Umbra can see in pure darkness as well as other races see in daylight, though they prefer lit areas where their opponents will cast shadows. Umbra cannot stand the touch of sunlight, which inflicts 4 points of damage to them for every round of exposure. The sudden appearance of bright light, even if it is not sunlight, blinds them for 1d2 rounds. While blinded, they back away from the source.
Holy water splashed upon them inflicts 2d4 points of damage.

Habitat/Society: The umbra move through the tunnels of Mount Lament with indifference, awaiting the commands of Tristessa. They patrol Keening in search of the banshee's baby.

Ecology: When Tristessa became the darklord of Keening, she had over five hundred umbra to command. Their numbers have dwindled over the years, however, so that fewer than one hundred umbra dwell in the domain currently.


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Saugh, Dearg-Due

ORGANIZATION: The Saugh (Loht's Army)
DIET: Human blood
INTELLIGENCE: Average (8-10)
ALIGNMENT: Neutral evil
DAMAGE/ATTACK: 1d8 (headman's axe)
SPECIAL ATTACKS: Choking cloud
SPECIAL DEFENSES: Spell immunity
SIZE: M (6' tall)
MORALE: Fearless (20)

The saugh are an army of the dead created by Loht, Prince of the Sith, to serve him when he moves against the lands of mankind. The ghoulish dearg-due serve as the front ranks of this menacing army. Their true master is Gwydion, but Loht does not know that, and for now they obey his commands. Dearg-due look much like living men, but they have grown gaunt with their time in the grave. While they are clearly undead creatures with flesh drawn tight across their features, they have not decayed in the slightest. The faces of dearg-due are unsettling, for their eyes have been plucked from their sockets, leaving only empty holes through which they somehow see.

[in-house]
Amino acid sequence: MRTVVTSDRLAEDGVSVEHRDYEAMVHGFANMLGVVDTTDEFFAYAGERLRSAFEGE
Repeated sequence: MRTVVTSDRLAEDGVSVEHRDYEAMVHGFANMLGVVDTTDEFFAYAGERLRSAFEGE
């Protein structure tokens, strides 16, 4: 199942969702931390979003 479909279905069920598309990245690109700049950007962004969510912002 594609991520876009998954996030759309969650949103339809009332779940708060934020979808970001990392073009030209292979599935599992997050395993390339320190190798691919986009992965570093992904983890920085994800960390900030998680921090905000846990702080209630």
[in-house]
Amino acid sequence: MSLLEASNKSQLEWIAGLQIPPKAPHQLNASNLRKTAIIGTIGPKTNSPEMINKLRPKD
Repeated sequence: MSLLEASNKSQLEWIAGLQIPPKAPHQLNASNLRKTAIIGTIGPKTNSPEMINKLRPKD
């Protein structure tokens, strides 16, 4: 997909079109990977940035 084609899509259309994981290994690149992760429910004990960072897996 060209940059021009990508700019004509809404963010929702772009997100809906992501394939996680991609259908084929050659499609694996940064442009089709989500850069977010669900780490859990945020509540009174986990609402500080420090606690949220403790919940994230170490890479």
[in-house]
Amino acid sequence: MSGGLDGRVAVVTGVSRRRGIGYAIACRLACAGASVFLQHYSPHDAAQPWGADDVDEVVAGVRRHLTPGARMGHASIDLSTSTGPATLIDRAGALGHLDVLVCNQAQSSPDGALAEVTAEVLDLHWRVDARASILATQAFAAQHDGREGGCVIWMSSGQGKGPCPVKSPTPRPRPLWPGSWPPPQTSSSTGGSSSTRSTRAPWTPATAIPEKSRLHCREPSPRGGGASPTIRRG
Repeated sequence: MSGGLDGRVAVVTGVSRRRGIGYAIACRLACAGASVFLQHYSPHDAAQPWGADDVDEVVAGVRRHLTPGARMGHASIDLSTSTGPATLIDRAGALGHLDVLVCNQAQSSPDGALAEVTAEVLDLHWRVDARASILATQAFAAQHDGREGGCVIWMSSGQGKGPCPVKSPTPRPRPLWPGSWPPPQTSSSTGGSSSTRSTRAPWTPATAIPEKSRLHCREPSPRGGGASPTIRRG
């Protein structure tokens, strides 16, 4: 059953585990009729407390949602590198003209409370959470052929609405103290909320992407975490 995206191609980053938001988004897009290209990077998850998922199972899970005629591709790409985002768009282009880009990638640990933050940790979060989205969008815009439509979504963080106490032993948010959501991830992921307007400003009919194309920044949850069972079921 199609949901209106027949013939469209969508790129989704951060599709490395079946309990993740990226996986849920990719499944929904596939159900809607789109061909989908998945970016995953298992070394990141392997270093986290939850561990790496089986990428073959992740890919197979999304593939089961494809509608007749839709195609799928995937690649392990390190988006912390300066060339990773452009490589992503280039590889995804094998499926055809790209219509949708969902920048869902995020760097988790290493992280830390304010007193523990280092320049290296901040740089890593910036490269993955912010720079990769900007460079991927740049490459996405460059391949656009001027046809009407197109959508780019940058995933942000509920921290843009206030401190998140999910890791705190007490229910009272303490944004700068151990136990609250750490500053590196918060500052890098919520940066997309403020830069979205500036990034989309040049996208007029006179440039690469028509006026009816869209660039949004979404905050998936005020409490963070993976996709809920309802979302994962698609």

Dearg-due are able to speak as they did in life, although their words are slurred and slow in forming. Few have ever conversed with these dark creatures, however, for they have little to do with mortals outside of combat.

Combat: Though dearg-due move about at the command of Loht, they are not mindless creatures. In fact, these cunning creatures often strike from hiding or under the guise of parlay.
In battle, the dearg-due wield great axes with broad blades that resemble those employed by an executioner at a beheading. They employ these weapons with great skill, inflicting 1d8 points of damage with each blow.
Though they can be hit by any sort of weapon, cold iron inflicts double damage on these vile creatures. Any blow that strikes a dearg-due is as dangerous to the attacker as it is to its target. When the skin of these fetid creatures is broken, a foul mist boils out from the wound in a five foot radius around the dearg-due. This acidic cloud burns the skin, eyes, and lungs of those within range. If the attacker fails a saving throw vs. breath weapon, he or she suffers a number of points of damage equal to half those inflicted on the dearg-due by his or her weapon (or normal damage if using cold iron); he or she suffers no damage on a successful save.
Being undead, dearg-due are immune to the effects of charm, sleep, hold, and other life- and mind-affecting spells. Similarly, diseases and toxins have no power over them.

Habitat/Society: These horrifying creatures dwell in and around the mountain which holds the Obsidian Gate, guarding this structure for their dark master. As stated above, Loht believes that this army, created by his sith and sithkin, is his to command, but this state of affairs lasts only until Gwydion returns.

Ecology: Though they need not eat to survive, these creatures delight in feeding on the flesh of corpses. After battle, the dearg-due ravenously consume all casualties.


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Saugh, Gossamer